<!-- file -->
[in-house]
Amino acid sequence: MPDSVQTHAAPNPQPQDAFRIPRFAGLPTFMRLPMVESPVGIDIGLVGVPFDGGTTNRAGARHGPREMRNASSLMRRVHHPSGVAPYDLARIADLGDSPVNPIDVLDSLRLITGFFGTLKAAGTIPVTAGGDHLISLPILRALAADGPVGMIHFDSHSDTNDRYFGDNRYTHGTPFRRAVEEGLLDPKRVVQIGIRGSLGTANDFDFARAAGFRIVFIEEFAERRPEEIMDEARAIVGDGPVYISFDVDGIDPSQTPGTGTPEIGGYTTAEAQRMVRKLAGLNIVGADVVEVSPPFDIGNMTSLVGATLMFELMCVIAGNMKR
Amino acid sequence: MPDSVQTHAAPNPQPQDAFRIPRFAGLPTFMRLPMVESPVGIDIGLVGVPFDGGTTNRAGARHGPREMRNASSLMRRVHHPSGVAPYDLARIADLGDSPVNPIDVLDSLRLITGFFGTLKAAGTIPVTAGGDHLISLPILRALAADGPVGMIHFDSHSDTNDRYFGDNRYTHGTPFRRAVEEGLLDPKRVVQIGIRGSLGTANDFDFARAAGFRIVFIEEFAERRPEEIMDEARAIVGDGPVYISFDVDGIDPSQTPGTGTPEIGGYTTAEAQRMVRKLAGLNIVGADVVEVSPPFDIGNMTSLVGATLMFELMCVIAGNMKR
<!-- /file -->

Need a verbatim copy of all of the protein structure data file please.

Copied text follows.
[in-house]
Amino acid sequence: MPDSVQTHAAPNPQPQDAFRIPRFAGLPTFMRLPMVESPVGIDIGLVGVPFDGGTTNRAGARHGPREMRNASSLMRRVHHPSGVAPYDLARIADLGDSPVNPIDVLDSLRLITGFFGTLKAAGTIPVTAGGDHLISLPILRALAADGPVGMIHFDSHSDTNDRYFGDNRYTHGTPFRRAVEEGLLDPKRVVQIGIRGSLGTANDFDFARAAGFRIVFIEEFAERRPEEIMDEARAIVGDGPVYISFDVDGIDPSQTPGTGTPEIGGYTTAEAQRMVRKLAGLNIVGADVVEVSPPFDIGNMTSLVGATLMFELMCVIAGNMKR
Amino acid sequence: MPDSVQTHAAPNPQPQDAFRIPRFAGLPTFMRLPMVESPVGIDIGLVGVPFDGGTTNRAGARHGPREMRNASSLMRRVHHPSGVAPYDLARIADLGDSPVNPIDVLDSLRLITGFFGTLKAAGTIPVTAGGDHLISLPILRALAADGPVGMIHFDSHSDTNDRYFGDNRYTHGTPFRRAVEEGLLDPKRVVQIGIRGSLGTANDFDFARAAGFRIVFIEEFAERRPEEIMDEARAIVGDGPVYISFDVDGIDPSQTPGTGTPEIGGYTTAEAQRMVRKLAGLNIVGADVVEVSPPFDIGNMTSLVGATLMFELMCVIAGNMKR